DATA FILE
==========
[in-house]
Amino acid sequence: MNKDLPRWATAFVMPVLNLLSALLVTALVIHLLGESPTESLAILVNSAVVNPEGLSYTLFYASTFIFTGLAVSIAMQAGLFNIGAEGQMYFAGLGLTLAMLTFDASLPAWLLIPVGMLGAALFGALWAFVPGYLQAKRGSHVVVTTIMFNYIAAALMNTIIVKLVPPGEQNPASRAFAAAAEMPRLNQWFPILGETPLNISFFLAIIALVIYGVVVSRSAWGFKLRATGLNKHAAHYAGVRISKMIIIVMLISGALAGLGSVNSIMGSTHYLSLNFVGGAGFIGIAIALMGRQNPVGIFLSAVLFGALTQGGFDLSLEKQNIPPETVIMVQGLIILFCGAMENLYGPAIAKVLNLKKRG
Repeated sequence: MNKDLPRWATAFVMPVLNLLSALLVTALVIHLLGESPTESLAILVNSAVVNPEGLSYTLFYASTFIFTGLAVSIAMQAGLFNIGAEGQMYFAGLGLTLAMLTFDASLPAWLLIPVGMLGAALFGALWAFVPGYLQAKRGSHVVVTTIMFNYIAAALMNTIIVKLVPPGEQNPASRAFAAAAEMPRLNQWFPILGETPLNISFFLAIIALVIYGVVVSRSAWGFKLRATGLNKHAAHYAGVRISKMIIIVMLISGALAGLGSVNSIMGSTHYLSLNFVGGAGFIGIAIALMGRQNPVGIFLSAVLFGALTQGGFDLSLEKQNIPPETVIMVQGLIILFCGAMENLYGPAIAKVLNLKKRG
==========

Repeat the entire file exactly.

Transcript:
[in-house]
Amino acid sequence: MNKDLPRWATAFVMPVLNLLSALLVTALVIHLLGESPTESLAILVNSAVVNPEGLSYTLFYASTFIFTGLAVSIAMQAGLFNIGAEGQMYFAGLGLTLAMLTFDASLPAWLLIPVGMLGAALFGALWAFVPGYLQAKRGSHVVVTTIMFNYIAAALMNTIIVKLVPPGEQNPASRAFAAAAEMPRLNQWFPILGETPLNISFFLAIIALVIYGVVVSRSAWGFKLRATGLNKHAAHYAGVRISKMIIIVMLISGALAGLGSVNSIMGSTHYLSLNFVGGAGFIGIAIALMGRQNPVGIFLSAVLFGALTQGGFDLSLEKQNIPPETVIMVQGLIILFCGAMENLYGPAIAKVLNLKKRG
Repeated sequence: MNKDLPRWATAFVMPVLNLLSALLVTALVIHLLGESPTESLAILVNSAVVNPEGLSYTLFYASTFIFTGLAVSIAMQAGLFNIGAEGQMYFAGLGLTLAMLTFDASLPAWLLIPVGMLGAALFGALWAFVPGYLQAKRGSHVVVTTIMFNYIAAALMNTIIVKLVPPGEQNPASRAFAAAAEMPRLNQWFPILGETPLNISFFLAIIALVIYGVVVSRSAWGFKLRATGLNKHAAHYAGVRISKMIIIVMLISGALAGLGSVNSIMGSTHYLSLNFVGGAGFIGIAIALMGRQNPVGIFLSAVLFGALTQGGFDLSLEKQNIPPETVIMVQGLIILFCGAMENLYGPAIAKVLNLKKRG